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6 Ways to Identify Tracks Without Ever Using Shazam

From secret Facebook group to shadowy music forums, the phrase "Track ID??" is now less daunting than ever.

by David Garber
23 November 2016, 12:04am


You know the feeling. You're in your favorite dark room, nightclub, or cavernous festival hanger, and that one song emerges through the speakers that you simply must know. You reach into your pocket to trigger Shazam in hopes of musical salvation. After a few twirls of the app's spiraling logo, you receive the ill-fated response: "Sorry, we couldn't quite catch that." Sigh. Defeat. You turn to a friend. Maybe, just maybe, they'll hold the keys to this seemingly unlockable nugget of anonymous music you're losing your mind to. They respond with a shrug, and keep dancing. You've been let down once again.

So what's your next move? Do you creep up to the booth in hopes of catching a glimpse of the CDJ display, or scope the spinning label of the record on the turntable? (Pro tip: don't do that). Eventually the song ends, as does your night. But as you make the journey home, you're still left wondering, what the hell was that damn song? While it might take a dash of resourcefulness, the internet-fueled age we live in has birthed a number of ways in which people can discover the names and artists behind the mysterious, rare, or just u-Shazamable tracks that pique our interest on the dancefloor. Below, we'll outline some of the ways people are using technology to discover music in new, fascinating ways

1. MixesDB.com

Streaming platforms like Mixcloud and Soundcloud are goldmines for those who want to clock hours listening to DJ mixes from their favorite artists. However, due to increases in copyright detection, plus a level of mystique DJs often yearn for, a lot of these mixes are uploaded without a tracklist of any kind. Sometimes DJs just want to keep their choicest tracks as anonymous; others regularly drop unreleased tracks in their sets, so they want to build up the buzz to boost eventual record sales.

Enter MixesDB.com, a platform where users individually upload information like track names, file size, and run-time, as well as other helpful information about the artist. In cases where users aren't able to themselves fill in the majority of the tracklist, other users can take to the mix's comment section to help complete the posting. The site itself is a pretty simple and basic affair—don't expect anything too interactive or user-friendly, but instead a platform akin to the early days of music forums. Different from the technology used by companies like Shazam, MixesDB that relies on participant's own ingenuity and music taste to help build out each posting tracklist slowly but surely. Try it on for size.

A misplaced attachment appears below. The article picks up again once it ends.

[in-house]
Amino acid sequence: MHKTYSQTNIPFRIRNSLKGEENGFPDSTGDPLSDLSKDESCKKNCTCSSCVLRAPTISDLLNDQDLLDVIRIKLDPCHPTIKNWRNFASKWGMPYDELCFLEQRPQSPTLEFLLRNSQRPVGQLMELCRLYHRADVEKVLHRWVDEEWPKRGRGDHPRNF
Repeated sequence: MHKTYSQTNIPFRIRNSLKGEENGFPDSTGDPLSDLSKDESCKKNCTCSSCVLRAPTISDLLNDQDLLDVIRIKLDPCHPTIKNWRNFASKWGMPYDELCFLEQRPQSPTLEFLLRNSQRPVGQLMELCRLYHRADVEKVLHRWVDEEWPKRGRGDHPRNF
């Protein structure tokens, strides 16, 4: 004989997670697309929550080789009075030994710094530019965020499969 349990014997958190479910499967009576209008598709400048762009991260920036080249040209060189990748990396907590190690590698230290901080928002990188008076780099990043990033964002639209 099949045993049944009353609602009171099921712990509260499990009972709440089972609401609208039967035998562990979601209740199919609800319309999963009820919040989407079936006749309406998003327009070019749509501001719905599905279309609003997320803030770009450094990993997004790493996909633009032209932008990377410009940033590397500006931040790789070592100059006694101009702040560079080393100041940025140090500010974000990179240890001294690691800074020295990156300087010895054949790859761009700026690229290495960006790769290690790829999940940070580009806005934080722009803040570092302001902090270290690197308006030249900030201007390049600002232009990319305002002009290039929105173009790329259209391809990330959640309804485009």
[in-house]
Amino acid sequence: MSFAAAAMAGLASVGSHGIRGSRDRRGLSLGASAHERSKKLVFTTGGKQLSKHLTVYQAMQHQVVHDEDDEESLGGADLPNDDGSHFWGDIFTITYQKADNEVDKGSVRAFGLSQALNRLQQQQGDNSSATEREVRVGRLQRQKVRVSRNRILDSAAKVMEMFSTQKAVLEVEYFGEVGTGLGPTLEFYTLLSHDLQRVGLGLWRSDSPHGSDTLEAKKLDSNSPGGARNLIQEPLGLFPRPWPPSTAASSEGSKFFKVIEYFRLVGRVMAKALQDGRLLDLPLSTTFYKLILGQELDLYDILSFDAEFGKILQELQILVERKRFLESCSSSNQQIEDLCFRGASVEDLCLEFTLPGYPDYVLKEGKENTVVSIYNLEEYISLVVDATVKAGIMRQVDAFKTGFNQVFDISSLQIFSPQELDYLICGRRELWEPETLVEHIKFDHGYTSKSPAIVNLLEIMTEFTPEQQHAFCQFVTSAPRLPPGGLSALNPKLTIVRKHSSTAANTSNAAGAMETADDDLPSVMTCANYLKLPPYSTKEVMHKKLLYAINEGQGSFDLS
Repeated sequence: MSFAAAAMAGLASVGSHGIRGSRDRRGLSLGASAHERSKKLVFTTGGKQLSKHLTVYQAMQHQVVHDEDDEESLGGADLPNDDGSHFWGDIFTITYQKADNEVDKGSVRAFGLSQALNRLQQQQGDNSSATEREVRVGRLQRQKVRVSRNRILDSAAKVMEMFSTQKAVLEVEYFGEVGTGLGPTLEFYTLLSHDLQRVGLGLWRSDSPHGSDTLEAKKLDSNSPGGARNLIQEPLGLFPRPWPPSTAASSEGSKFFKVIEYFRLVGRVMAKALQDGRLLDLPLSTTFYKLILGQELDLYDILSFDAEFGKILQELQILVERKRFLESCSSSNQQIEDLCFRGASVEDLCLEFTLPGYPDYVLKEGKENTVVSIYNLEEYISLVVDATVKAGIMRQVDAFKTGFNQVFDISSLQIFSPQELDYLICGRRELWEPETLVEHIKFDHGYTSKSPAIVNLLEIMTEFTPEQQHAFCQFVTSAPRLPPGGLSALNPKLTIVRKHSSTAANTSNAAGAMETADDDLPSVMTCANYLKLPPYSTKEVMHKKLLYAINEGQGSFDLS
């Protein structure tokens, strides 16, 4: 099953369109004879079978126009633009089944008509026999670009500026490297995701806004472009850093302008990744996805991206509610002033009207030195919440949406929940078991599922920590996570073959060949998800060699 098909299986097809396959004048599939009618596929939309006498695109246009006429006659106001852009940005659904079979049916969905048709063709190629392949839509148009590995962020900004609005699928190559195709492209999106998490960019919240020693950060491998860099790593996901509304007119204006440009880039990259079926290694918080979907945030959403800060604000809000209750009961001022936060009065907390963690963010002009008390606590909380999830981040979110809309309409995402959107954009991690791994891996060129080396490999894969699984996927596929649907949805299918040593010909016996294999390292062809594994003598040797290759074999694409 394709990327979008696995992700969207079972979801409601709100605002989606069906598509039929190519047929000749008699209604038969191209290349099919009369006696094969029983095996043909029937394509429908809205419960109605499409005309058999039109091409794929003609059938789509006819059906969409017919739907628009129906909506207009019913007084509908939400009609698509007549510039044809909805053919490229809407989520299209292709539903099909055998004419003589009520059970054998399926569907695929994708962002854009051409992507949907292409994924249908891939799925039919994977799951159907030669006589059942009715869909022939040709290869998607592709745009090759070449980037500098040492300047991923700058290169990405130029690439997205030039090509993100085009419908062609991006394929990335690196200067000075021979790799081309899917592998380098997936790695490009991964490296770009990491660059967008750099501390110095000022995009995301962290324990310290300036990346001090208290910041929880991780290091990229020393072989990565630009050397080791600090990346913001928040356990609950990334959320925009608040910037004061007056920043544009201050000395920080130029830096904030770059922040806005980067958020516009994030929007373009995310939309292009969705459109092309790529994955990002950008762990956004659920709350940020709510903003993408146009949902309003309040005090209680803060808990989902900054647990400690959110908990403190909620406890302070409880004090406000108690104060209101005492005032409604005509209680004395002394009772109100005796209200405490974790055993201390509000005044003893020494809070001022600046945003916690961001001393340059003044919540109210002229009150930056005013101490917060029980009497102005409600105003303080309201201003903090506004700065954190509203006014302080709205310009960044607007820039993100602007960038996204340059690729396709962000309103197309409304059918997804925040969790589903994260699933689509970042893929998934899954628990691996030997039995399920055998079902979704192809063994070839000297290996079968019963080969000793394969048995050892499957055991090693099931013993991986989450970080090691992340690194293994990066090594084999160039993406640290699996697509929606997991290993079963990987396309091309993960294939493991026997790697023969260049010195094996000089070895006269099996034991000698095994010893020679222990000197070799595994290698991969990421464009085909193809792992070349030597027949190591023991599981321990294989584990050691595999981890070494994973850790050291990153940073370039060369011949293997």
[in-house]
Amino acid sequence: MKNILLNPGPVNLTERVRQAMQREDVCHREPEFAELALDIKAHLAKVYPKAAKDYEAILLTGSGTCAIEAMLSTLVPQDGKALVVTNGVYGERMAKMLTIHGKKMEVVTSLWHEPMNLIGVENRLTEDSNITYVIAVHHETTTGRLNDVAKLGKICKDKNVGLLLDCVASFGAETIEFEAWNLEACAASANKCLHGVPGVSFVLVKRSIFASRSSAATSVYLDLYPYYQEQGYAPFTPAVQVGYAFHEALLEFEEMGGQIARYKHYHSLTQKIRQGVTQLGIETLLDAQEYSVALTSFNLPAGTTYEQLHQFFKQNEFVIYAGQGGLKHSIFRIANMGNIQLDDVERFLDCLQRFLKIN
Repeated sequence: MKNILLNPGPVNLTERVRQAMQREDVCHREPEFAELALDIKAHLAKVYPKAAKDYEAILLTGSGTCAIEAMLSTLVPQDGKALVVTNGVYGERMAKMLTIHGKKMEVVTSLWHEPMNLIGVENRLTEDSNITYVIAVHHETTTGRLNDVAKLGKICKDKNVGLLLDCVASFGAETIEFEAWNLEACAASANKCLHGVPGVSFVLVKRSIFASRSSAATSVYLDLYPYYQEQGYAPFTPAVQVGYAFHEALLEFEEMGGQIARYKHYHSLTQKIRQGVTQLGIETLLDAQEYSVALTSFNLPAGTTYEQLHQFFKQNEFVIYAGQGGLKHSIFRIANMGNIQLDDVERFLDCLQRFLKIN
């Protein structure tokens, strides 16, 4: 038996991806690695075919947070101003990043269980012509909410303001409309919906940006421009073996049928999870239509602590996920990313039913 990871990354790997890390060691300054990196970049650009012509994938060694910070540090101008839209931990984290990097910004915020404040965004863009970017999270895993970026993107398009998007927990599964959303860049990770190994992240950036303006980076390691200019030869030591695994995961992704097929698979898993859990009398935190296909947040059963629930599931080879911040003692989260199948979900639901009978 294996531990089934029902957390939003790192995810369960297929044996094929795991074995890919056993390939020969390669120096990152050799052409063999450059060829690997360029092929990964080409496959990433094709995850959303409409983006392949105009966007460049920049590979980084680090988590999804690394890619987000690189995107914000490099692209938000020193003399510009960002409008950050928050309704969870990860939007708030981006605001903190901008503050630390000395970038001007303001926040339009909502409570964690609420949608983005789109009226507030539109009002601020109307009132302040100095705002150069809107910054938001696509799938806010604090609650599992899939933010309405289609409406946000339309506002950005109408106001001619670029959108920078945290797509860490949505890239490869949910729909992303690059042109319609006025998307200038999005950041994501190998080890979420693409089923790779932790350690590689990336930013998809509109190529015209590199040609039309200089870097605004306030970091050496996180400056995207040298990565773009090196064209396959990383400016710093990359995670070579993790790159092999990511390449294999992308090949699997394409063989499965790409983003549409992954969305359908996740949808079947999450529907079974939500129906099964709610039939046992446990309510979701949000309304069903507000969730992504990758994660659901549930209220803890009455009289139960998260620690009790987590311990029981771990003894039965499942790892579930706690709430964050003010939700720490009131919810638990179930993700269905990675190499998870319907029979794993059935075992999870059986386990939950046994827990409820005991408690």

2. 1001tracklists.com

Similar in scope to MixesDB.com, this user-generated platform leans more towards the broader spectrum of electronic music versus the niche-facing vibe of the former. Here you'll encounter a plethora of mixes performed on EDM radio shows, as well as a healthy chunk of eclectic underground music from house and techno artists. The site also allows users to enter a variety of artist links beyond just tracklist entries, building a deep and diverse database for many dance music experts, as well as curious newcomers.

3. The Identification of Music Group

Unless you receive a personal invite from a current member of this "secret" Facebook group, there's a good chance you'll never get a chance to explore the curious world of the Identification of Music Group. While my own exchanges with some of the group's initial organizers have tipped me to the fact that the current group is actually not the first iteration of the project, its current lifeform is now one of the most frequented places you can discover track IDs on social media. You could even go so far as to describe the group as a full fledged community of track ID-yearning music lovers; currently the group has 29,000 members and is growing by the day.